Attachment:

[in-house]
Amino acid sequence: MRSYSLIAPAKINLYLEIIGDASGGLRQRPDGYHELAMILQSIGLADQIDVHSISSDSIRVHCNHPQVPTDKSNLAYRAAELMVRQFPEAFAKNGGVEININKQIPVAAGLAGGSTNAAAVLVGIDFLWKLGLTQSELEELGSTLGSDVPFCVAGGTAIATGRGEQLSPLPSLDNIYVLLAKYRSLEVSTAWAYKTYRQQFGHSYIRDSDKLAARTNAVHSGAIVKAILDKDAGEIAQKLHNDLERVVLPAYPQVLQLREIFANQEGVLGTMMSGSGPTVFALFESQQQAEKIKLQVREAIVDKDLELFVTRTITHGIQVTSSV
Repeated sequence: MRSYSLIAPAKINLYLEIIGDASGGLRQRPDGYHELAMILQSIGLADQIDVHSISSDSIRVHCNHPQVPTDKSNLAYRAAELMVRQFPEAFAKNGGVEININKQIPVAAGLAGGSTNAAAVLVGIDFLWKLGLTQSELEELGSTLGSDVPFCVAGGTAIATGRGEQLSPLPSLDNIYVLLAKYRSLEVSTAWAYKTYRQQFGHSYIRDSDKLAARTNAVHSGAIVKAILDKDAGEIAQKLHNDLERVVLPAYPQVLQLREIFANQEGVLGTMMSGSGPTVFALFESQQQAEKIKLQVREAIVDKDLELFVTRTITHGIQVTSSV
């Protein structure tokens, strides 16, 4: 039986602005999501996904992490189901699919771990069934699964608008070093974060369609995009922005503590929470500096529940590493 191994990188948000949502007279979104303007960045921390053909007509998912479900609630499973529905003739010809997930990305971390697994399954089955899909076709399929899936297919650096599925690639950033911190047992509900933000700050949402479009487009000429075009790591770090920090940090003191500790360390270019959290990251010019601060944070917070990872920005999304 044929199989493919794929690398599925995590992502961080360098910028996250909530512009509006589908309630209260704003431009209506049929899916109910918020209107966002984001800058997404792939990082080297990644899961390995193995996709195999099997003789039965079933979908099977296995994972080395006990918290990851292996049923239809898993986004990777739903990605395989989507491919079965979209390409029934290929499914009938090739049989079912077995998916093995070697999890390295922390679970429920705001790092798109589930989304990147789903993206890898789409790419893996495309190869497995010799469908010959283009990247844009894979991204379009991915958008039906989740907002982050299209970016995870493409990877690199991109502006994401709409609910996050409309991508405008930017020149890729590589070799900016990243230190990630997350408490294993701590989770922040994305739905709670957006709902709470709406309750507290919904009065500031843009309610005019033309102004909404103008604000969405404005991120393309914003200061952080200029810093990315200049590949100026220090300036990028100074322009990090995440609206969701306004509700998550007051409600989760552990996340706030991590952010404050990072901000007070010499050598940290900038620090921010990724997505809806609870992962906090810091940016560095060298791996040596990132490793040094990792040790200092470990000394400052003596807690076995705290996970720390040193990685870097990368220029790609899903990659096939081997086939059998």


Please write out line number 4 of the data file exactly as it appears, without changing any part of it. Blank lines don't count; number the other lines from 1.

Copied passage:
């Protein structure tokens, strides 16, 4: 039986602005999501996904992490189901699919771990069934699964608008070093974060369609995009922005503590929470500096529940590493 191994990188948000949502007279979104303007960045921390053909007509998912479900609630499973529905003739010809997930990305971390697994399954089955899909076709399929899936297919650096599925690639950033911190047992509900933000700050949402479009487009000429075009790591770090920090940090003191500790360390270019959290990251010019601060944070917070990872920005999304 044929199989493919794929690398599925995590992502961080360098910028996250909530512009509006589908309630209260704003431009209506049929899916109910918020209107966002984001800058997404792939990082080297990644899961390995193995996709195999099997003789039965079933979908099977296995994972080395006990918290990851292996049923239809898993986004990777739903990605395989989507491919079965979209390409029934290929499914009938090739049989079912077995998916093995070697999890390295922390679970429920705001790092798109589930989304990147789903993206890898789409790419893996495309190869497995010799469908010959283009990247844009894979991204379009991915958008039906989740907002982050299209970016995870493409990877690199991109502006994401709409609910996050409309991508405008930017020149890729590589070799900016990243230190990630997350408490294993701590989770922040994305739905709670957006709902709470709406309750507290919904009065500031843009309610005019033309102004909404103008604000969405404005991120393309914003200061952080200029810093990315200049590949100026220090300036990028100074322009990090995440609206969701306004509700998550007051409600989760552990996340706030991590952010404050990072901000007070010499050598940290900038620090921010990724997505809806609870992962906090810091940016560095060298791996040596990132490793040094990792040790200092470990000394400052003596807690076995705290996970720390040193990685870097990368220029790609899903990659096939081997086939059998």